At 200 square meters, this is a little large to be called a “cubicle.” Garden Toilet, which can be found at Itabu Station in Ichihara, Chiba Prefecture, is claimed to be the world’s biggest.

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  Its official name is Toilet in Nature. This facility was designed so users could enjoy the bountiful nature of Ichihara while relieving themselves. It’s a women’s toilet, so unfortunately men can’t experience it. You can pull the curtain around you, but there is still such a sense of open space—just like being outdoors—that you hesitate to perform your business.

7. Paper Toilet

Photo from Japanese Toilets and More.

There’s no need to worry about running out of toilet paper at Momojirō, a restaurant in Sakyō, Kyoto, where holders cover a whole wall.

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  There are 81 holders in total in the women’s toilet, with the ends of each roll folded into neat triangles. I heard that they accidentally ordered too many, but instead of sending them back, decided that the stylish thing to do would be to make use of them all. It must be tough for the staff members who have to regularly check the stall and fold the roll tips into triangles, though.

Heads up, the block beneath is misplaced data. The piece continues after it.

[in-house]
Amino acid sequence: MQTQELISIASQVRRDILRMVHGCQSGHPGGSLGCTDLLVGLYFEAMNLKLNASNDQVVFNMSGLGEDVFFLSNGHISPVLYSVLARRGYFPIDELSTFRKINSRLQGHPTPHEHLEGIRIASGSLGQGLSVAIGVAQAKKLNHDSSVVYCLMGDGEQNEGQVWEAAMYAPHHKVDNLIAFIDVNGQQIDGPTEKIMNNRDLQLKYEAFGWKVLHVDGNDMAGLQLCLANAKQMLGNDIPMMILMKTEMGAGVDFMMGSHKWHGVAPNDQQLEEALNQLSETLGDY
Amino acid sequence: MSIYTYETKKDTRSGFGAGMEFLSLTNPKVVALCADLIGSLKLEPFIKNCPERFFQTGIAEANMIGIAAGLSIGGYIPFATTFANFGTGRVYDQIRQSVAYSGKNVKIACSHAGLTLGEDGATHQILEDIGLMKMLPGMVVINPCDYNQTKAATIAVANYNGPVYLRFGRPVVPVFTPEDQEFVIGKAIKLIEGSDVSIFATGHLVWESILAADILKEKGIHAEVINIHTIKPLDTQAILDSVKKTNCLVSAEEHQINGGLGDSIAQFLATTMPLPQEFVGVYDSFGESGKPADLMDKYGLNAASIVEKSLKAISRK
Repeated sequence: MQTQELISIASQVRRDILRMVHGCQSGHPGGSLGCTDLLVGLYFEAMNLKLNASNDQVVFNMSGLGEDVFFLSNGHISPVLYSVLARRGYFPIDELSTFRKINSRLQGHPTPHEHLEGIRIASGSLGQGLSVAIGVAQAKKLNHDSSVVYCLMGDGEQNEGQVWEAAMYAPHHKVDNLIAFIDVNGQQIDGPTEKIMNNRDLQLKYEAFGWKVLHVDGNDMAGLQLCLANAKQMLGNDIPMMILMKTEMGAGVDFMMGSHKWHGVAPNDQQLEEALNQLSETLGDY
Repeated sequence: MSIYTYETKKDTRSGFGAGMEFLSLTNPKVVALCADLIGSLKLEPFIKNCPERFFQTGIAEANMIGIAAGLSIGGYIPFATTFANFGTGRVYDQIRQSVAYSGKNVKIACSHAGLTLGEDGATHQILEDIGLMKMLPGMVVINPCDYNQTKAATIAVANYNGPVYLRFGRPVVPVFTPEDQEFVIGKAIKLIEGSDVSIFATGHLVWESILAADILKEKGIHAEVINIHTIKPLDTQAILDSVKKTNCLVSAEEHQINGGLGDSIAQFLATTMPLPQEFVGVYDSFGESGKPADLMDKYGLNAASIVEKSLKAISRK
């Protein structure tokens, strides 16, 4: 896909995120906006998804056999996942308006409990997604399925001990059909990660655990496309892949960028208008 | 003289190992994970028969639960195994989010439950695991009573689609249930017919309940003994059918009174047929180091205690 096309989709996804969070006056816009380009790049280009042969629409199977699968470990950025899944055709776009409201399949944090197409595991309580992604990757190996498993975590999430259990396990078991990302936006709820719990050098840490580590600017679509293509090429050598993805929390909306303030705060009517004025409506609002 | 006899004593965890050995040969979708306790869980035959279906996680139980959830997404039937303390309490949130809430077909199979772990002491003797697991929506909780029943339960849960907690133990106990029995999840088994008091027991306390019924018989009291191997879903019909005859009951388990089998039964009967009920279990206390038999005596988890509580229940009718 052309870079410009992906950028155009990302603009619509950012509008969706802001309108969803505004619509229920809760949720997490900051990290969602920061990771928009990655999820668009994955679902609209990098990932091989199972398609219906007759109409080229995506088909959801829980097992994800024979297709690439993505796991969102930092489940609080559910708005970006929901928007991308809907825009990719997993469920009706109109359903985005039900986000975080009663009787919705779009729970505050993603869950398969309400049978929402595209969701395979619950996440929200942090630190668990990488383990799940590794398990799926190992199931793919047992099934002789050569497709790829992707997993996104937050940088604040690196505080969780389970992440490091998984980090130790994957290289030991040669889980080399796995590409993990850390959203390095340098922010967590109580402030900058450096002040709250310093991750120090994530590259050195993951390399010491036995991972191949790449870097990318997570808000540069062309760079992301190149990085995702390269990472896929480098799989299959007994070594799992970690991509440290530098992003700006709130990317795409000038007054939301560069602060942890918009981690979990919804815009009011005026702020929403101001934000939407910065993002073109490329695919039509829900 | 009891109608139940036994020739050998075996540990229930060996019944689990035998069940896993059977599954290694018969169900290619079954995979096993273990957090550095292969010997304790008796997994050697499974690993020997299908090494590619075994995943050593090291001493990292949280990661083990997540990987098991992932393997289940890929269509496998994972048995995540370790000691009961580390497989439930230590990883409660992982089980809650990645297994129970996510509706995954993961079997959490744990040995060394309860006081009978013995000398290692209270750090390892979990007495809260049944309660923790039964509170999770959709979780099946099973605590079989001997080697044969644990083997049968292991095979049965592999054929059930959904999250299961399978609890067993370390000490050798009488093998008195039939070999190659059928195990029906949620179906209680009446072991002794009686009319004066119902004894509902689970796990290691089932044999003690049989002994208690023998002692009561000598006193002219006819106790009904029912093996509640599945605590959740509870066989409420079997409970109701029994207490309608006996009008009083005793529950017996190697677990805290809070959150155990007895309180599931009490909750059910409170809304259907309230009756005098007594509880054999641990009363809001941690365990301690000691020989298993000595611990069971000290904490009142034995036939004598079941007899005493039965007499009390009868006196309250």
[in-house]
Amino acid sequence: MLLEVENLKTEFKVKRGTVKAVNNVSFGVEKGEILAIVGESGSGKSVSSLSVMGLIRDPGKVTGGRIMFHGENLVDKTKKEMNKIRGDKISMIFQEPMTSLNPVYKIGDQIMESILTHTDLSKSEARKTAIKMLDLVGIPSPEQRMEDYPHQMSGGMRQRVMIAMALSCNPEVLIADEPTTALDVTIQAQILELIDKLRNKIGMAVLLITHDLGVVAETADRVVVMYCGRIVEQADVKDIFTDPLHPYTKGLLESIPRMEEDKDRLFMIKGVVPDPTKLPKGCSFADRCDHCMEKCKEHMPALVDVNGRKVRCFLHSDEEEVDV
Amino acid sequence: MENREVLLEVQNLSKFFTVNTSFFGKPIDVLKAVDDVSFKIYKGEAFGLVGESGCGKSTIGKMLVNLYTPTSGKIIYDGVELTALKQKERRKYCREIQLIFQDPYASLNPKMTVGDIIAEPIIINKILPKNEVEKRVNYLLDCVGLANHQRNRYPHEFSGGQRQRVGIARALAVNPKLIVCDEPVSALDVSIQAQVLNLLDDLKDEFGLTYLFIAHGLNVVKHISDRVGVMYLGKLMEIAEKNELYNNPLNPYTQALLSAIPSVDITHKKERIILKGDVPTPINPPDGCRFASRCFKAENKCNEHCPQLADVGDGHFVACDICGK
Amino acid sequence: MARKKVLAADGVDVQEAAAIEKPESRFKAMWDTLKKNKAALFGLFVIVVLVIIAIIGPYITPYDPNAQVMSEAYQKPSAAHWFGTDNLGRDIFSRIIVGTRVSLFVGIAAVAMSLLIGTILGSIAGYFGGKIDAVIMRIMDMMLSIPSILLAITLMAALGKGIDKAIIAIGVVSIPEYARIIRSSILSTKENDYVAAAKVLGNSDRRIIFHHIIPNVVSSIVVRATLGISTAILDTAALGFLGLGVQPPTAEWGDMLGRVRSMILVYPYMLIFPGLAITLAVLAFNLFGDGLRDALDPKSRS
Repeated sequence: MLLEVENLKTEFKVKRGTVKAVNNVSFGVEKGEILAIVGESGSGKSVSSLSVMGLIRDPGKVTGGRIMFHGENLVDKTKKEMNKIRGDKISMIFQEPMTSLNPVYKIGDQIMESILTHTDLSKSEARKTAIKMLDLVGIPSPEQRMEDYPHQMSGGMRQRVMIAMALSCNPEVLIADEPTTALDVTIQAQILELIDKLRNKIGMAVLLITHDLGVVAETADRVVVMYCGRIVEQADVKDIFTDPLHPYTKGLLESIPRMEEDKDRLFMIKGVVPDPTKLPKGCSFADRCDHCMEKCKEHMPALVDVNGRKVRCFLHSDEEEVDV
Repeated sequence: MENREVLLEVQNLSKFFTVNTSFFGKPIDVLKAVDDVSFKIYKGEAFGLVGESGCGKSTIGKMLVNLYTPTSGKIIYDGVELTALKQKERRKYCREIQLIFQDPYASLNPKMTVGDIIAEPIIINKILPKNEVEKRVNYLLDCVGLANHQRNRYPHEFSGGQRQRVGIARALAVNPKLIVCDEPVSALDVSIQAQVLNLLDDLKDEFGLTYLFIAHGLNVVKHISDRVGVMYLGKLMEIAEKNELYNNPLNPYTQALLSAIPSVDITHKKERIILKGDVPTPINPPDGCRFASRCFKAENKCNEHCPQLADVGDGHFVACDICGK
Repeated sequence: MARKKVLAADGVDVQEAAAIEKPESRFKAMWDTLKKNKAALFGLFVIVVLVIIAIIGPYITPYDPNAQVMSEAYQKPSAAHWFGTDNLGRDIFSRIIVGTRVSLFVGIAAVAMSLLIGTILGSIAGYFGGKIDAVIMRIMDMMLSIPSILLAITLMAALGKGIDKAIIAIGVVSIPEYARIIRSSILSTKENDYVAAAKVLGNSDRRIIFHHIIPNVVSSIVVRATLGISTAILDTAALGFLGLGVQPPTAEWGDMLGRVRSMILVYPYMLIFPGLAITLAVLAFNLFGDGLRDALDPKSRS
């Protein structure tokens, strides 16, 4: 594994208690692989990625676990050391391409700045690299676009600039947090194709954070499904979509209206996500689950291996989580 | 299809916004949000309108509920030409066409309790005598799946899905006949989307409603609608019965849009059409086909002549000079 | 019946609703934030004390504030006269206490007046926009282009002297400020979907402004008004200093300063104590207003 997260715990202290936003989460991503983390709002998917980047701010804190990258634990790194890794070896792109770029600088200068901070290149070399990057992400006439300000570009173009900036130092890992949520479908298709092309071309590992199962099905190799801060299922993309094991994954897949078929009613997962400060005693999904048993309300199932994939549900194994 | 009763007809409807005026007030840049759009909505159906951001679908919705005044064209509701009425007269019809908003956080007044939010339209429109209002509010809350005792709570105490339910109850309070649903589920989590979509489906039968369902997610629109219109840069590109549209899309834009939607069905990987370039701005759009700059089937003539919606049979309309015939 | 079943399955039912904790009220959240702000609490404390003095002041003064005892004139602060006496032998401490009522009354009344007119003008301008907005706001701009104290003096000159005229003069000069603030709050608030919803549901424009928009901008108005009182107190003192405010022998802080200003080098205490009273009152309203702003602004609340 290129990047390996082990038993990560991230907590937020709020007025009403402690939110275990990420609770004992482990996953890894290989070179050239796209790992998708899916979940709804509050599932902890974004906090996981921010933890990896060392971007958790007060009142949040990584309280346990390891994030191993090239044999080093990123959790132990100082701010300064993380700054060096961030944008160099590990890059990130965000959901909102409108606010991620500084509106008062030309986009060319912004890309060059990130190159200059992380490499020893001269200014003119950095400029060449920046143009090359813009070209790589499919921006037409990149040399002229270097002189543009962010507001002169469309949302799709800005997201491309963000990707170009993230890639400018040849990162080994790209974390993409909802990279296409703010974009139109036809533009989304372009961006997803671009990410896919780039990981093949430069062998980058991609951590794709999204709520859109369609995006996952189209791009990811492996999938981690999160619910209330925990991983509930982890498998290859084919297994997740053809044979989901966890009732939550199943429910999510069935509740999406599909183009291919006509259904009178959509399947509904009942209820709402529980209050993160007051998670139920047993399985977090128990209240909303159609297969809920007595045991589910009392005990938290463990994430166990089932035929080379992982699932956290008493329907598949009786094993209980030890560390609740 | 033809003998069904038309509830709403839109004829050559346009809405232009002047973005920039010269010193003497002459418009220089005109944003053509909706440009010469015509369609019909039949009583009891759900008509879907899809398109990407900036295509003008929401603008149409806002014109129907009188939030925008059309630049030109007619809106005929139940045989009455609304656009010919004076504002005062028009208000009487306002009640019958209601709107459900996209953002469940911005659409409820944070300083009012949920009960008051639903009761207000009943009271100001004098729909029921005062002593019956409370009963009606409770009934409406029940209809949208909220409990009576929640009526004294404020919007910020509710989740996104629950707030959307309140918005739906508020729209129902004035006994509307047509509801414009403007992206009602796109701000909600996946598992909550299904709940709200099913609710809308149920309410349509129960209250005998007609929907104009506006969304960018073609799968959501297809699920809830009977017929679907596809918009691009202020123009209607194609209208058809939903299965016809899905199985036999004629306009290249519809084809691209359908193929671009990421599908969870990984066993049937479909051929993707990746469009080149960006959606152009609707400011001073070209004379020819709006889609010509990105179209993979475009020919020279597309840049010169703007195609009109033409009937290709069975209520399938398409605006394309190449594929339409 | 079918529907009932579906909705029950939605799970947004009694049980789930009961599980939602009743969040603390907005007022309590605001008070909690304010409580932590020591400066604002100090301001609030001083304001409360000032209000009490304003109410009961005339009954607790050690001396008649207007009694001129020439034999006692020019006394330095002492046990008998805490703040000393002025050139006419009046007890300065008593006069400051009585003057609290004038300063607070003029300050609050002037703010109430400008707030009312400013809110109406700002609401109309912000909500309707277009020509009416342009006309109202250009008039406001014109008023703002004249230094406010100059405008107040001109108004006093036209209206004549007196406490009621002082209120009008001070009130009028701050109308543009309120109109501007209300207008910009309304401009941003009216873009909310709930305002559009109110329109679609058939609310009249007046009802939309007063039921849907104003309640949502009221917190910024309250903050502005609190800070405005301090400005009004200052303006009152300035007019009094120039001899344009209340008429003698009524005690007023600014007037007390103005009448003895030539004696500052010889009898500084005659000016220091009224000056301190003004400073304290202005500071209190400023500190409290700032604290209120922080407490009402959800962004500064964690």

8. Japan’s Oldest Toilets

Photo from Japanese Toilets and More.

Japan’s oldest toilets still in existence can be seen at the temple of Tōfukuji in Higashiyama, Kyoto. The room is huge, at 35 meters long and 14 meters wide, and has been designated an important cultural property. For this reason, it is only possible to look, and visitors cannot make use of the historic holes.

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  The room can be used by 100 people simultaneously. In the old days, sewage could be sold as “night soil,” or fertilizer, so it provided an important source of income for the temple. For this reason, there were many rules for use, and it’s said that for Zen priests, going to the toilet was a part of ascetic training.

9. Zen Toilets

Photo from Japanese Toilets and More.

These toilets are at a Zen training hall in Fukuroi, Shizuoka Prefecture. The restroom is dedicated to Ususama Myōō, known as a toilet deity with powers of purification.

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  Unusually, this is a “mixed toilet” for use by all genders. As well as the Buddhist statue, there is a saisen-bako, or box to make offerings to the temple. In other countries, many toilets require a small payment. Making a donation in that spirit may bring you good fortune.